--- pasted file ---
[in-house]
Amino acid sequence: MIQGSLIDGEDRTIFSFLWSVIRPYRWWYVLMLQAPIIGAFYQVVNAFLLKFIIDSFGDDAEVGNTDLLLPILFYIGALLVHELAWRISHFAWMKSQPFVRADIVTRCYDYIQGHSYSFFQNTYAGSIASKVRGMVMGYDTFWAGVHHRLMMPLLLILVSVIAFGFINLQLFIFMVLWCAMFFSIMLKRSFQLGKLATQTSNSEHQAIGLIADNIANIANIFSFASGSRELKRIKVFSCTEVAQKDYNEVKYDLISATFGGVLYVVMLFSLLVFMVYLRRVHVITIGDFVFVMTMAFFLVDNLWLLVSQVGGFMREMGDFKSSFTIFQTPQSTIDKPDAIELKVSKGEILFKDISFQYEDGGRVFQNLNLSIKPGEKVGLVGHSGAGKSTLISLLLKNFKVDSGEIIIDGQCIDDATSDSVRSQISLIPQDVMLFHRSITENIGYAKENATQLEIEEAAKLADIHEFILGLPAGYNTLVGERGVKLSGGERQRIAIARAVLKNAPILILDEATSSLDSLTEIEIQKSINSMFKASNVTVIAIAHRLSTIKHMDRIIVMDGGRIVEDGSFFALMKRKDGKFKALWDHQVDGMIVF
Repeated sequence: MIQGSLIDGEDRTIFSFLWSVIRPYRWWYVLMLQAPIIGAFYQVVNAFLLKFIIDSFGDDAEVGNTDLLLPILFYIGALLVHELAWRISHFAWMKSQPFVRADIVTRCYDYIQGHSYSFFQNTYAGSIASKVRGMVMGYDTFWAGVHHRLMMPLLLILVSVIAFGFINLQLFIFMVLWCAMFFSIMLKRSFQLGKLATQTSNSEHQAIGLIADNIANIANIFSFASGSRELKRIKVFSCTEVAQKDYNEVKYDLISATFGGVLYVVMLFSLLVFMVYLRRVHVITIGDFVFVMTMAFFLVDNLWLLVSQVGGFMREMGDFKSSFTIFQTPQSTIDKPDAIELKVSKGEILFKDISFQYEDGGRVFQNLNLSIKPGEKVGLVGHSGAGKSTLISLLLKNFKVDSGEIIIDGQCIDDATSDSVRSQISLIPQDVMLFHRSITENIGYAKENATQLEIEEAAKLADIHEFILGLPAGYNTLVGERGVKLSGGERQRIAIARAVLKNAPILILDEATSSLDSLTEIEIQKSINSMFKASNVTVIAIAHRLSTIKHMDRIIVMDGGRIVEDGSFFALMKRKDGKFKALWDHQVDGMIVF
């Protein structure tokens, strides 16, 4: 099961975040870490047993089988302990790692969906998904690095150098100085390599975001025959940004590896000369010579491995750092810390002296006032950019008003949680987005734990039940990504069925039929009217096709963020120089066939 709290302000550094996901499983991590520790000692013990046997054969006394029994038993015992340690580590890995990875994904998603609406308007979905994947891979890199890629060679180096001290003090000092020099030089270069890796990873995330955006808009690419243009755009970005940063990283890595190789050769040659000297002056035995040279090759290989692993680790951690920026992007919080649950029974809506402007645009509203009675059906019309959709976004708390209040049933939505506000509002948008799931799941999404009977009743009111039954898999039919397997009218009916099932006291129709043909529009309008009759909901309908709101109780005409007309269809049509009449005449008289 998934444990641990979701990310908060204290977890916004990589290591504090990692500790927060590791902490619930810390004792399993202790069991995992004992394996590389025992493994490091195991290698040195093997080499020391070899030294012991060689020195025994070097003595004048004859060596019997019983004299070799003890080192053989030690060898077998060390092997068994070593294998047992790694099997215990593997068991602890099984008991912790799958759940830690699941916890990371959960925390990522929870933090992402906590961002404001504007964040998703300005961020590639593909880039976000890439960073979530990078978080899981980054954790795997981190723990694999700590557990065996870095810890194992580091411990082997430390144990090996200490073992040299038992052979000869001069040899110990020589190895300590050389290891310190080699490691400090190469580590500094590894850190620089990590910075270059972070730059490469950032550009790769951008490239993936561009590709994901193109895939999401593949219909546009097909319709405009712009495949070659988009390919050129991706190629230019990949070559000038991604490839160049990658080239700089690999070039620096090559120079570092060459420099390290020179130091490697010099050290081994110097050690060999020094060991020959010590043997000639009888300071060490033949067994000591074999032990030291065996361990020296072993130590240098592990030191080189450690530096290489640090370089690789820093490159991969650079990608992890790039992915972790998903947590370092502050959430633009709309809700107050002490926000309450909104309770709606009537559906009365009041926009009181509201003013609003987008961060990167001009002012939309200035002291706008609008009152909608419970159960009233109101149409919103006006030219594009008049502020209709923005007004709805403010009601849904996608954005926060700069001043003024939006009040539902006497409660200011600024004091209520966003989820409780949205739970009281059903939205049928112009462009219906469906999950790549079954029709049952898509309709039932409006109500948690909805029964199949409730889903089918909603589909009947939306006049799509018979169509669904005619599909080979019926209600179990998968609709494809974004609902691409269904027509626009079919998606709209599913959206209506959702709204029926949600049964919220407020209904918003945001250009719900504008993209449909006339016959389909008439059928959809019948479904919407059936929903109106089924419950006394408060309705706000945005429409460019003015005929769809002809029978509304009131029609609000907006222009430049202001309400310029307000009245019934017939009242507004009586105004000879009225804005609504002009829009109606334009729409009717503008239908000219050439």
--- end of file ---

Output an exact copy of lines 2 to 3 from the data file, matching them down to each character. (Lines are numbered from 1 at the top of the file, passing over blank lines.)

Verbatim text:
Amino acid sequence: MIQGSLIDGEDRTIFSFLWSVIRPYRWWYVLMLQAPIIGAFYQVVNAFLLKFIIDSFGDDAEVGNTDLLLPILFYIGALLVHELAWRISHFAWMKSQPFVRADIVTRCYDYIQGHSYSFFQNTYAGSIASKVRGMVMGYDTFWAGVHHRLMMPLLLILVSVIAFGFINLQLFIFMVLWCAMFFSIMLKRSFQLGKLATQTSNSEHQAIGLIADNIANIANIFSFASGSRELKRIKVFSCTEVAQKDYNEVKYDLISATFGGVLYVVMLFSLLVFMVYLRRVHVITIGDFVFVMTMAFFLVDNLWLLVSQVGGFMREMGDFKSSFTIFQTPQSTIDKPDAIELKVSKGEILFKDISFQYEDGGRVFQNLNLSIKPGEKVGLVGHSGAGKSTLISLLLKNFKVDSGEIIIDGQCIDDATSDSVRSQISLIPQDVMLFHRSITENIGYAKENATQLEIEEAAKLADIHEFILGLPAGYNTLVGERGVKLSGGERQRIAIARAVLKNAPILILDEATSSLDSLTEIEIQKSINSMFKASNVTVIAIAHRLSTIKHMDRIIVMDGGRIVEDGSFFALMKRKDGKFKALWDHQVDGMIVF
Repeated sequence: MIQGSLIDGEDRTIFSFLWSVIRPYRWWYVLMLQAPIIGAFYQVVNAFLLKFIIDSFGDDAEVGNTDLLLPILFYIGALLVHELAWRISHFAWMKSQPFVRADIVTRCYDYIQGHSYSFFQNTYAGSIASKVRGMVMGYDTFWAGVHHRLMMPLLLILVSVIAFGFINLQLFIFMVLWCAMFFSIMLKRSFQLGKLATQTSNSEHQAIGLIADNIANIANIFSFASGSRELKRIKVFSCTEVAQKDYNEVKYDLISATFGGVLYVVMLFSLLVFMVYLRRVHVITIGDFVFVMTMAFFLVDNLWLLVSQVGGFMREMGDFKSSFTIFQTPQSTIDKPDAIELKVSKGEILFKDISFQYEDGGRVFQNLNLSIKPGEKVGLVGHSGAGKSTLISLLLKNFKVDSGEIIIDGQCIDDATSDSVRSQISLIPQDVMLFHRSITENIGYAKENATQLEIEEAAKLADIHEFILGLPAGYNTLVGERGVKLSGGERQRIAIARAVLKNAPILILDEATSSLDSLTEIEIQKSINSMFKASNVTVIAIAHRLSTIKHMDRIIVMDGGRIVEDGSFFALMKRKDGKFKALWDHQVDGMIVF